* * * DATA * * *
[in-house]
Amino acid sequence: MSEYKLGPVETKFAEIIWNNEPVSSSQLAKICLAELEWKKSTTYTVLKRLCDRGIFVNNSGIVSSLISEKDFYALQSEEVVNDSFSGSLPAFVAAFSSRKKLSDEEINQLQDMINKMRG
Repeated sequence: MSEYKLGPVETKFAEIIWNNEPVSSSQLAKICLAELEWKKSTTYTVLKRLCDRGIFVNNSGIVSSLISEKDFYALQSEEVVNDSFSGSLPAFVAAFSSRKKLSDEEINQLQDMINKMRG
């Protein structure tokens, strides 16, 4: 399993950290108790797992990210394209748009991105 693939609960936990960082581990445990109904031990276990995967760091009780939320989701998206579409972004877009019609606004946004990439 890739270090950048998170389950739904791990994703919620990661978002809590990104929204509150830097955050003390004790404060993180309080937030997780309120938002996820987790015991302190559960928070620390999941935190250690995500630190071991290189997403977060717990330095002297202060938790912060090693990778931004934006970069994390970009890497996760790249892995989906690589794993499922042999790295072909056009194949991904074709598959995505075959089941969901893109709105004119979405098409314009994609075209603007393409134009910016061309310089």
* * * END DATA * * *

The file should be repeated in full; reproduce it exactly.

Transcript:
[in-house]
Amino acid sequence: MSEYKLGPVETKFAEIIWNNEPVSSSQLAKICLAELEWKKSTTYTVLKRLCDRGIFVNNSGIVSSLISEKDFYALQSEEVVNDSFSGSLPAFVAAFSSRKKLSDEEINQLQDMINKMRG
Repeated sequence: MSEYKLGPVETKFAEIIWNNEPVSSSQLAKICLAELEWKKSTTYTVLKRLCDRGIFVNNSGIVSSLISEKDFYALQSEEVVNDSFSGSLPAFVAAFSSRKKLSDEEINQLQDMINKMRG
């Protein structure tokens, strides 16, 4: 399993950290108790797992990210394209748009991105 693939609960936990960082581990445990109904031990276990995967760091009780939320989701998206579409972004877009019609606004946004990439 890739270090950048998170389950739904791990994703919620990661978002809590990104929204509150830097955050003390004790404060993180309080937030997780309120938002996820987790015991302190559960928070620390999941935190250690995500630190071991290189997403977060717990330095002297202060938790912060090693990778931004934006970069994390970009890497996760790249892995989906690589794993499922042999790295072909056009194949991904074709598959995505075959089941969901893109709105004119979405098409314009994609075209603007393409134009910016061309310089």